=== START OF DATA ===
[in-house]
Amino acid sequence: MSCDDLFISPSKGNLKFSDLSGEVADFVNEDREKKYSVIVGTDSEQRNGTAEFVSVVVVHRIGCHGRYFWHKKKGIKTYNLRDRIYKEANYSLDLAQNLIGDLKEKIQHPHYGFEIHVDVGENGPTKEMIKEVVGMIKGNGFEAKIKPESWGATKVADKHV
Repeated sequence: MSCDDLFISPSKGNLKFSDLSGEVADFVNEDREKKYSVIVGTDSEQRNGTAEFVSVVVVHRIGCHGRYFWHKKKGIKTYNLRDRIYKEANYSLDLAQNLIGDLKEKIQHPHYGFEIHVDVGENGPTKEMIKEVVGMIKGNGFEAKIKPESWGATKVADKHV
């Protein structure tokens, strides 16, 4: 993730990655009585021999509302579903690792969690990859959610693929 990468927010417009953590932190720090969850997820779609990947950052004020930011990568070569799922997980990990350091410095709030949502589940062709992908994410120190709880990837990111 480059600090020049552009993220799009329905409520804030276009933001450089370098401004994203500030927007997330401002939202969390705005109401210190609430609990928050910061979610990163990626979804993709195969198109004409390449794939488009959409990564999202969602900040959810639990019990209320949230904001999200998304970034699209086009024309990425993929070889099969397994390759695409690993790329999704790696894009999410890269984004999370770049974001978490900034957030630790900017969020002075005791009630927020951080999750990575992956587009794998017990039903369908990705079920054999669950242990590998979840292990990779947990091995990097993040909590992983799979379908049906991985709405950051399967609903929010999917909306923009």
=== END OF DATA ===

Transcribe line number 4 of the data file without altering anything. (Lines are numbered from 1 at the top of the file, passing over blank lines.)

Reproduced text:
């Protein structure tokens, strides 16, 4: 993730990655009585021999509302579903690792969690990859959610693929 990468927010417009953590932190720090969850997820779609990947950052004020930011990568070569799922997980990990350091410095709030949502589940062709992908994410120190709880990837990111 480059600090020049552009993220799009329905409520804030276009933001450089370098401004994203500030927007997330401002939202969390705005109401210190609430609990928050910061979610990163990626979804993709195969198109004409390449794939488009959409990564999202969602900040959810639990019990209320949230904001999200998304970034699209086009024309990425993929070889099969397994390759695409690993790329999704790696894009999410890269984004999370770049974001978490900034957030630790900017969020002075005791009630927020951080999750990575992956587009794998017990039903369908990705079920054999669950242990590998979840292990990779947990091995990097993040909590992983799979379908049906991985709405950051399967609903929010999917909306923009």